I spent the day doing things around the house with Autumn (We are nowhere near being settled fully), with a 4pm Vital Roots class hanging over my head like a dark cloud. At half past 3 I mustered my strength, ate a snack and skipped over to the studio singing Hindu devotional music (OK not really, it looked more like a man with a limp walking off a hang-over). As I walked into the Yoga studio and felt the 97 degree room, I suddenly wished I hadn’t downed a chai and bowl of Tabouli salad heavy on the garlic about 20 minutes earlier…. In the 10 minutes before class began, I actually managed to fall asleep on my mat, wakened by our instructor Hannah Ross Smith’s greeting. The next 90 minutes were a battle for me. I was nauseous, sore, angry and kept telling myself at some point it would shift. Hannah was a wonderful instructor, infusing the entire class with a sense of calm, peace and connection. The shift came, eventually, 85 minutes into the practice during Savasana, when I knew it was all over. Hannah closed with a beautiful devotional hymn (she has an amazing voice), and I wandered home grateful for this practice.

The rest of the evening I was pretty much just a solid mass of flesh floating between the sofa and the refrigerator. 

Namaste.

Yoga Challenge

I have discovered a popular Yoga studio three blocks from my house offering a free first week of unlimited Yoga. This is a nice deal for us unemployed types, primarily because we have a lot of time but not a lot of money. Vital Yoga is a local studio offering a variety of practices. Its core appears to be in the Vinyasa, Bikram and Anusara traditions, but the schedule caught my attention with a few more alternative (or traditional, depending on your perspective!), classes such as Nidra Yoga, Jivamukti and Qi Gong.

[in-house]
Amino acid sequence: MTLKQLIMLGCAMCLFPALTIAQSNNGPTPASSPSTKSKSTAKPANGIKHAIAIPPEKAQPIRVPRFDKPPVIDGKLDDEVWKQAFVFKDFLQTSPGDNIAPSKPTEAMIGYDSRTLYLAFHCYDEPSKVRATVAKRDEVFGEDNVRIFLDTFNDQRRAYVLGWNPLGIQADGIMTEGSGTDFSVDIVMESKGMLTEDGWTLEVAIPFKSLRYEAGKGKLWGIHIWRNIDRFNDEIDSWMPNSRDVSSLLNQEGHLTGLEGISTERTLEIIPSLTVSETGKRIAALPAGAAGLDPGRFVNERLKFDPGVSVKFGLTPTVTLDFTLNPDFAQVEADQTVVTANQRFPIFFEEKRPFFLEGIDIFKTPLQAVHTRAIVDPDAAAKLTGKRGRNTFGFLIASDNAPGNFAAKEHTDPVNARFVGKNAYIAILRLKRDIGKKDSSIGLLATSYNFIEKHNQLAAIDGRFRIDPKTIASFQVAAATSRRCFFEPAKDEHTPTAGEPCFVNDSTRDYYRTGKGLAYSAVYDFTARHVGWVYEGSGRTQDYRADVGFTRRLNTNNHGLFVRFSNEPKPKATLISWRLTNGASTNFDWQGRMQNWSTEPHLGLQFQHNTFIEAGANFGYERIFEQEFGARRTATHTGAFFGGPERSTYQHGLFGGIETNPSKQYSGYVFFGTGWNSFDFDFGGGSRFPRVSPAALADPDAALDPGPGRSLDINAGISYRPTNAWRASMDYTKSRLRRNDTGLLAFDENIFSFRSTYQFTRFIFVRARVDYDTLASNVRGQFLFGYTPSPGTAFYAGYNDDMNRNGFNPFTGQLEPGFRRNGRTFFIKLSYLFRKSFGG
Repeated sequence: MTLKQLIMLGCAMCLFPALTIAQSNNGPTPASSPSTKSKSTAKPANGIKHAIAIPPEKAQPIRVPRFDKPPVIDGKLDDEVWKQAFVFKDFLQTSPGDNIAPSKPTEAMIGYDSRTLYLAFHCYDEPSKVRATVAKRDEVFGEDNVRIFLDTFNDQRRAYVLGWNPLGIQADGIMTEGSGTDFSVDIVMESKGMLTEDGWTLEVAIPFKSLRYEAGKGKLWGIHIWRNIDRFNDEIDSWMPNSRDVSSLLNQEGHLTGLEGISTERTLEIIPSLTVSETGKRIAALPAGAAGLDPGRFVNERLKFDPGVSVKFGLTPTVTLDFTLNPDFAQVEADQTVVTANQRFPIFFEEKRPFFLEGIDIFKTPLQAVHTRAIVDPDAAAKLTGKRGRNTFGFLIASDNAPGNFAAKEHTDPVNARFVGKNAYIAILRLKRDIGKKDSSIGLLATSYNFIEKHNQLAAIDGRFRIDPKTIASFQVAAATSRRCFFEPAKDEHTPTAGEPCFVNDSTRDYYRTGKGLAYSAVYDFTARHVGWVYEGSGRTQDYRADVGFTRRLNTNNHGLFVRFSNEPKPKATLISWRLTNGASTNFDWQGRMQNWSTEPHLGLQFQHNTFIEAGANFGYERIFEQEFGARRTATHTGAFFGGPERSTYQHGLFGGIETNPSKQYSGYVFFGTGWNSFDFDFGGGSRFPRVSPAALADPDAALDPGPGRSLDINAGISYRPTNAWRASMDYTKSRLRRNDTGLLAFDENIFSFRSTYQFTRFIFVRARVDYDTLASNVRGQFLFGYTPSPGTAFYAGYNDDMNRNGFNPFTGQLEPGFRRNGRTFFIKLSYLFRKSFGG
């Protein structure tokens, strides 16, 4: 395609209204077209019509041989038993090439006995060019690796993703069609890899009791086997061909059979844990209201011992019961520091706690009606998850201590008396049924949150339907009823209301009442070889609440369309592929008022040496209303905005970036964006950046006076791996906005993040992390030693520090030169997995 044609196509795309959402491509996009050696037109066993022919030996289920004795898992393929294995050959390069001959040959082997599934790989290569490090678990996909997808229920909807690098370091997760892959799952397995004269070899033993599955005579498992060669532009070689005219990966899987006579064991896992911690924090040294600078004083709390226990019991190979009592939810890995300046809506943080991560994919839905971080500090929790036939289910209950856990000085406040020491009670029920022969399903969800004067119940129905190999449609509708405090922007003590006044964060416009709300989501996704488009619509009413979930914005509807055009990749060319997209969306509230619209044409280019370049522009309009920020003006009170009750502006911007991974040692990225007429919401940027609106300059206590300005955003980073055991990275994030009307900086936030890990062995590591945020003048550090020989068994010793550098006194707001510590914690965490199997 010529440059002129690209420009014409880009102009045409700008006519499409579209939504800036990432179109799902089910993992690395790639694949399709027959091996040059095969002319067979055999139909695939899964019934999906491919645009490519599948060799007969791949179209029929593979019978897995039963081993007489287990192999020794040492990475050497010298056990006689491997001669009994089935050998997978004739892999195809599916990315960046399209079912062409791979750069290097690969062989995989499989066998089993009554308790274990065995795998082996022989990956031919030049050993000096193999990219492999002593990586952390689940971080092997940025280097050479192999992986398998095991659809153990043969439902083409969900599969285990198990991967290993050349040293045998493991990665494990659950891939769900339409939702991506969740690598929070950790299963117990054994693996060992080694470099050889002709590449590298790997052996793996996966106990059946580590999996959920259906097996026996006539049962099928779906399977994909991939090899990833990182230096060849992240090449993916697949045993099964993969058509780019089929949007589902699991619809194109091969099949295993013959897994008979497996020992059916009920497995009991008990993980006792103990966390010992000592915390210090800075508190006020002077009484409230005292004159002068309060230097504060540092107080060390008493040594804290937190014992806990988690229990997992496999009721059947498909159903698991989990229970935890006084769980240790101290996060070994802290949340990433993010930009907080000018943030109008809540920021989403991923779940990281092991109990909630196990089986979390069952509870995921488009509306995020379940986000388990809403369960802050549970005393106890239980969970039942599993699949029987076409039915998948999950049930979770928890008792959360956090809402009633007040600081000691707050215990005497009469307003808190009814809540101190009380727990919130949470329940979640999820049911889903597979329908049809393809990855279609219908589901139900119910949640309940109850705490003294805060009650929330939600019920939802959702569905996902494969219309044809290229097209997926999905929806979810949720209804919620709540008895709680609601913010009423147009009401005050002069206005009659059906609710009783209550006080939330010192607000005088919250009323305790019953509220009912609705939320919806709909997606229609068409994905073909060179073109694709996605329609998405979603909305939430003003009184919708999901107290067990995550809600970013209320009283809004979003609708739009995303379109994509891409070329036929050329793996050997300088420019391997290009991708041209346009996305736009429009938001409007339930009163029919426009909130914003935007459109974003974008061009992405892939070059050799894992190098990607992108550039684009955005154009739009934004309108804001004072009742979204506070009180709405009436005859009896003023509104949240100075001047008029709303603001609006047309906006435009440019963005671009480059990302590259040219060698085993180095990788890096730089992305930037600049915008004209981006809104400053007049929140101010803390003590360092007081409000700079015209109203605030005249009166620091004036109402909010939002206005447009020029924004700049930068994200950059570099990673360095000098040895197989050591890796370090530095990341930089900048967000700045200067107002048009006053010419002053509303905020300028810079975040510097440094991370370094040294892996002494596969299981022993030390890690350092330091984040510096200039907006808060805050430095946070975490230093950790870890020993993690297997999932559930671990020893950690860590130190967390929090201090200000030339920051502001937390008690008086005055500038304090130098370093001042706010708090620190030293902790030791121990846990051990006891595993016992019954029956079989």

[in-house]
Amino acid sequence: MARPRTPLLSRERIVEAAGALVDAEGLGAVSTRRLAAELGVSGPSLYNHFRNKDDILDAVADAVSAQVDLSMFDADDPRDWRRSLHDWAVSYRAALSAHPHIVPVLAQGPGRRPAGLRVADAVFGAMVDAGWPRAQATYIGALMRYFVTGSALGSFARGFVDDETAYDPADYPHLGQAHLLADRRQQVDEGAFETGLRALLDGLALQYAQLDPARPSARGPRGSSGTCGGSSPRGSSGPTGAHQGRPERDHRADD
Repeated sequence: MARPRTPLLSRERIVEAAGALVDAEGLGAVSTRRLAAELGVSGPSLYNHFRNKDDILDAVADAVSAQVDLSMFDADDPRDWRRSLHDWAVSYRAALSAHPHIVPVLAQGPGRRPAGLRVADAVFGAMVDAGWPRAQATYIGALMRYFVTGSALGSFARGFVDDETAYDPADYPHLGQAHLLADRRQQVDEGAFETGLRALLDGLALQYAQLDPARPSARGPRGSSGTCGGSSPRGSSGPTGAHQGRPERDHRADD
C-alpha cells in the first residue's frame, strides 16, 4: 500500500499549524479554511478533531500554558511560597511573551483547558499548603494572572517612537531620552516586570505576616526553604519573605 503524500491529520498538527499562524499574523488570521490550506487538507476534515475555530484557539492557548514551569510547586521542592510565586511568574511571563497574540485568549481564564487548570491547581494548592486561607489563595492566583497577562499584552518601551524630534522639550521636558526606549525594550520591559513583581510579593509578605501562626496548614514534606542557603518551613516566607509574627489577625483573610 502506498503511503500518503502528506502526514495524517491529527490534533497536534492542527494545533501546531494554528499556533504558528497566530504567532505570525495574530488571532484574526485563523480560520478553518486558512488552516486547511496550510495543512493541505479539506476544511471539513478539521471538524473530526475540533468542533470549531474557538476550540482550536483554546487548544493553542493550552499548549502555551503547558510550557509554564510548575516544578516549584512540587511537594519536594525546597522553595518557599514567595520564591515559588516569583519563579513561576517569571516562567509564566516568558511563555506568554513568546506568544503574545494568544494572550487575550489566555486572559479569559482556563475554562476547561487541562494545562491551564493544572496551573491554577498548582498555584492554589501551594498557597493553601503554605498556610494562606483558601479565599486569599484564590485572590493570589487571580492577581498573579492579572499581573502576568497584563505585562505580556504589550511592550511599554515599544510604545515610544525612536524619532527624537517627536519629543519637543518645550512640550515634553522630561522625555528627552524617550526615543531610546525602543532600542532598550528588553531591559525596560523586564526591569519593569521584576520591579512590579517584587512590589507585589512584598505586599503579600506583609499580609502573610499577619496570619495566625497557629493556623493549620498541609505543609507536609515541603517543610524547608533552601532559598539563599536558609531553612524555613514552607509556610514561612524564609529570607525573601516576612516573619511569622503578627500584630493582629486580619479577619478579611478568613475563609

yogiInterestingly, since my time in India, almost one year ago, I have not practiced formally in a studio. I have managed to lead my own session once a week or so (not nearly as much as I would like to). Autumn and I plan to spend a month this summer at a Tantric Yoga school in Thailand, so it is time for me to start ramping up my practice. Additionally, because I hold an intention towards a career in the greater Yogic tradition: one based in meditation, asana, Ayurveda, well-being, it is time for some on-the-ground market research.

I have been carefully attempting to carve out a week where I can take the most advantage of a free pass, but in reality, there will never be a perfect, commitment-free week. There are writing classes on Wednesdays, Zen Center duties on Thursdays and Fridays, Valentine’s Day on Monday…. so I am just going to go for it and see how many I can make. Starting Friday, I am hoping to attend 2 classes a day for 6 days straight. I have several motivations:

  • First, simply to sample the variety of teachers and offerings at this studio.
  • Second, to focus intensively for a week on this practice, simultaneously matching a yogic-like diet and lifestyle to the physical practice.
  • Finally, it will be great fodder for blogging.

I must admit I am a little afraid of the Yoga scene: I have never formally practiced at a Yoga studio, generally preferring casual venues like the recreation center, rock climbing gym or my own living room. My hope is the scene at Vital won’t be similar to one of the scenes in the movie Enlighten Up, a documentary following a guy into various ridiculous yoga practices such as a studio on a porn set run by a former WWF wrestler or a semi-naked hand-stand party in Manhattan…Seriously I hope that something so close to my house will align with my motivations with Yoga. I would be very grateful for such an option.

Stay Tuned. Om.